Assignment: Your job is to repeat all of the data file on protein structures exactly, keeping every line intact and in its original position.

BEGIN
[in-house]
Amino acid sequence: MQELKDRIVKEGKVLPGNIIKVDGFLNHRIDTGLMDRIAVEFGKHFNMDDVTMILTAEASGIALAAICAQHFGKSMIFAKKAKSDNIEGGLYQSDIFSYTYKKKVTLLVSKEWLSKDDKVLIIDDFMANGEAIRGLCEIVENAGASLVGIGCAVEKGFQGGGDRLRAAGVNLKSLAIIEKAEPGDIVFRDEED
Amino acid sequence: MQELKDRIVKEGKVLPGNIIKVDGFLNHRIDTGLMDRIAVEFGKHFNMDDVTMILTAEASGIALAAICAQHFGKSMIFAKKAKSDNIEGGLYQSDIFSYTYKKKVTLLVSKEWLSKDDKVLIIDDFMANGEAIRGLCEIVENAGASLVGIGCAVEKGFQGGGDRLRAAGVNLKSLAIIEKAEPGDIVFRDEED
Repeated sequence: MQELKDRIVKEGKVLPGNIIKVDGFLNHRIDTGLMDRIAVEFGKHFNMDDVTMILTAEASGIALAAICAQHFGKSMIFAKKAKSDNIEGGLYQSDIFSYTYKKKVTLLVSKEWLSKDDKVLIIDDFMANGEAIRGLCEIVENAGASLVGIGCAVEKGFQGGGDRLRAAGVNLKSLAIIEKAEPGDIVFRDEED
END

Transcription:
[in-house]
Amino acid sequence: MQELKDRIVKEGKVLPGNIIKVDGFLNHRIDTGLMDRIAVEFGKHFNMDDVTMILTAEASGIALAAICAQHFGKSMIFAKKAKSDNIEGGLYQSDIFSYTYKKKVTLLVSKEWLSKDDKVLIIDDFMANGEAIRGLCEIVENAGASLVGIGCAVEKGFQGGGDRLRAAGVNLKSLAIIEKAEPGDIVFRDEED
Amino acid sequence: MQELKDRIVKEGKVLPGNIIKVDGFLNHRIDTGLMDRIAVEFGKHFNMDDVTMILTAEASGIALAAICAQHFGKSMIFAKKAKSDNIEGGLYQSDIFSYTYKKKVTLLVSKEWLSKDDKVLIIDDFMANGEAIRGLCEIVENAGASLVGIGCAVEKGFQGGGDRLRAAGVNLKSLAIIEKAEPGDIVFRDEED
Repeated sequence: MQELKDRIVKEGKVLPGNIIKVDGFLNHRIDTGLMDRIAVEFGKHFNMDDVTMILTAEASGIALAAICAQHFGKSMIFAKKAKSDNIEGGLYQSDIFSYTYKKKVTLLVSKEWLSKDDKVLIIDDFMANGEAIRGLCEIVENAGASLVGIGCAVEKGFQGGGDRLRAAGVNLKSLAIIEKAEPGDIVFRDEED